The price of Brent crude ended the week at $109.10 after closing the previous week at $113.12. The price of WTI ended the week at $107.62 after closing the previous week $109.16.
In last week’s note, we highlighted that while prices have been declining, the price movement remained on the upward trend that started in December of last year. We also stated that if the trend breaks, we are expecting to see the price of Brent crude oil dropping towards $100.00. At the end of last week, the price of Brent crude did break below the upward trend line, but not decisively. As such, we are still waiting for confirmation.
There are signs that the global economy is slowing down, including the economies of Europe and the US. Last week, the IMF lowered its forecast for US GDP in 2022 to 2.9% from 3.7%, and to 1.7% from 2.3% in 2023 and to 0.8% in 2024. Additionally, the Federal Reserve Bank of Atlanta is indicating that the US economy is growing at zero percent in 2Q of this year – after contracting by 1.5% in 1Q. The economic slowdown and the high price for oil and oil products are softening demand. US demand is running below pre-COVID levels with gasoline demand for the last month lagging 2019 level by 6.7%, diesel demand lagging by 6.2% and jet fuel demand lagging by nearly 14%. The strong US dollar is also putting additional pressure on those countries which have seen their currency weaken against the US dollar. While the US dollar weakened slightly last week, as indicated by the US Dollar Index decreasing to 104.19 from 104.65 of the previous week, the US dollar remains the strongest since December of 2002.
In addition to the tepid oil demand, we have been putting forth the view that the supply situation will be stabilizing, in part, because the announced EU ban on imports of Russia oil, will be the last major announcement which will negatively affect sentiment pertaining to future oil supply. Now, there is noise coming out of the ongoing G-7 meeting with members considering the possibility of placing price caps on Russian oil and pipeline gas. The price cap on natural gas would entail European countries not paying above some fixed price for natural gas. The price gap on crude oil would place the burden on the International Group of Protection and Indemnity Clubs, which are responsible for insuring oil tankers, and would be sanctioned if the oil is sold above a fixed price. There are risks associated with the implementation of these price caps. The most obvious is that Russia will reduce sales of natural gas and crude oil to Europe, which will have a major negative impact on the economies of Europe. The price cap on natural gas has a better chance of working because Russia has less flexibility in moving natural gas to other regions because of logistical constraints. The cap on crude oil has a reduced chance of being effective because Russia can move increased volumes to other regions, including Asia. As such, for price cap on crude oil to work it will require the cooperation of India and China, which seems unlikely, given that these countries are already buying Russian crude at a discount. Plus, these countries have other reasons for wanting to maintain good relationships with Russia. Additionally, such a price cap is unlikely to be embraced by the other members of OPEC+, which are being asked to increase supply.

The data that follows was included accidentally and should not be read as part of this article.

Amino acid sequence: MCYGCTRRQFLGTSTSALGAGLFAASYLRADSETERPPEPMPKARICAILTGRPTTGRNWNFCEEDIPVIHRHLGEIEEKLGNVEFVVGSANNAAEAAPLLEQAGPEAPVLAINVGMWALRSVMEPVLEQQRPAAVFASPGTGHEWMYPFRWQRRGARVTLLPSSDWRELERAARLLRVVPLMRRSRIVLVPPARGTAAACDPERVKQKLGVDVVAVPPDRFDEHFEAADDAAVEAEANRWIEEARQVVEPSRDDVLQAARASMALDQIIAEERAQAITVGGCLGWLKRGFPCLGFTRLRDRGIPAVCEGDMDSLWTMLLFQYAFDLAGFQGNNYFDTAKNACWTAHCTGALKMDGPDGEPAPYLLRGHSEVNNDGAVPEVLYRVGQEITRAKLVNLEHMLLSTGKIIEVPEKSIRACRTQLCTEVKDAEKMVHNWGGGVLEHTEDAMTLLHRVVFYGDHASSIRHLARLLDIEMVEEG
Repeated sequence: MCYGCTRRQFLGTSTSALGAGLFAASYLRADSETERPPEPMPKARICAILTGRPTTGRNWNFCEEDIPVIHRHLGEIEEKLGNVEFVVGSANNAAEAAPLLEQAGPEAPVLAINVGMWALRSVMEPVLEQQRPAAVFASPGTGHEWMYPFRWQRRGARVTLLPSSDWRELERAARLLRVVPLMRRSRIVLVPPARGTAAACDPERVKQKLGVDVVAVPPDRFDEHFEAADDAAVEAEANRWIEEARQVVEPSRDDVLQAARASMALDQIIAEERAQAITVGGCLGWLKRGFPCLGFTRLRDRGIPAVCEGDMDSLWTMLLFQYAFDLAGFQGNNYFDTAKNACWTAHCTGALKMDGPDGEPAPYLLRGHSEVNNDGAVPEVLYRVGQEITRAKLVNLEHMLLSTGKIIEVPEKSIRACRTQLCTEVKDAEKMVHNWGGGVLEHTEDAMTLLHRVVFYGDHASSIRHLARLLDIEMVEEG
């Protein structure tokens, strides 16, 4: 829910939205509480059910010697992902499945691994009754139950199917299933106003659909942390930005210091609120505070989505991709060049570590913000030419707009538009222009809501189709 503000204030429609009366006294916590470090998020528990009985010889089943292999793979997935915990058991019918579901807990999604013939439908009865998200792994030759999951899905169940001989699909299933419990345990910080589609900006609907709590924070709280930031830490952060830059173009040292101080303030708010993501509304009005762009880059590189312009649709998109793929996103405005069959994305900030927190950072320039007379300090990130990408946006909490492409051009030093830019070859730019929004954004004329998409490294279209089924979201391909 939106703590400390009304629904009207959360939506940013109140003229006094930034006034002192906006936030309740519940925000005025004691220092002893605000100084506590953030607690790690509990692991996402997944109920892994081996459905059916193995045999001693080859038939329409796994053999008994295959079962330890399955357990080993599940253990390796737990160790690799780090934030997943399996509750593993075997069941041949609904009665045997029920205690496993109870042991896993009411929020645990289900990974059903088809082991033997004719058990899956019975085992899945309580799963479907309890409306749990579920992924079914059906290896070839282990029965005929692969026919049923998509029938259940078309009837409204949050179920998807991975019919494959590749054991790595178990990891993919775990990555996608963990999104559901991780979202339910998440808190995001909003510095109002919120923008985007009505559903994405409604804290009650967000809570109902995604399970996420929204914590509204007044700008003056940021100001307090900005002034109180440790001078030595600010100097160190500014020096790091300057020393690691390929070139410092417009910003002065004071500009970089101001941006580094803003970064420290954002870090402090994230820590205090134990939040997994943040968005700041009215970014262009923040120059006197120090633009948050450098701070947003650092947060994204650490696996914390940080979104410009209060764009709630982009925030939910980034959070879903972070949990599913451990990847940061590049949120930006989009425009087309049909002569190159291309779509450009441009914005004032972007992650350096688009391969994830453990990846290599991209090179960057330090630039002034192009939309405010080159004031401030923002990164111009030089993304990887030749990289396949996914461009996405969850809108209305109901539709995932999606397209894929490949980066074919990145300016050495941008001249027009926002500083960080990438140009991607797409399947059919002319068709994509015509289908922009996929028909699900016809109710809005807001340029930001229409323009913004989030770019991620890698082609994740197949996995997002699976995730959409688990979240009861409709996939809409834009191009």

While we are less concerned about the talk of price caps, we are increasing concerned about the risk of further escalation of the Russia-Ukraine because of several developments:
- The military of Belarus is carrying out mobilization exercises, and Russia is moving military equipment to Belarus, including missiles. Additionally, Putin has indicated that nuclear-capable missiles will be moved to Belarus in the next few months.
- Tensions are rising between Russia and Poland, which is a NATO member. On Saturday, Russia claimed it had killed 80 Polish fighters in eastern Ukraine and destroyed 20 armor combat vehicles and eight rocket launchers in eastern Ukraine.
- Lithuania is preventing Russia from moving material to Kaliningrad through Lithuania with Lithuania claiming that the ban is required because of EU sanctions. Kaliningrad is about 1300 (800 miles) from Moscow and is located along the Baltic Coast between Lithuania and Poland and has a population of around 1.0 million Russians. Additionally, Russia has a significant military presence in Kaliningrad, including naval and air forces. Russia is viewing the ban as a “blockade”, which is a military action.
The longer the conflict goes on, the greater the risk of escalation – and the greater the damage to western economies – and to developing economies, which are getting hit hard by elevated energy and food prices, while facing the possibility of physical shortages.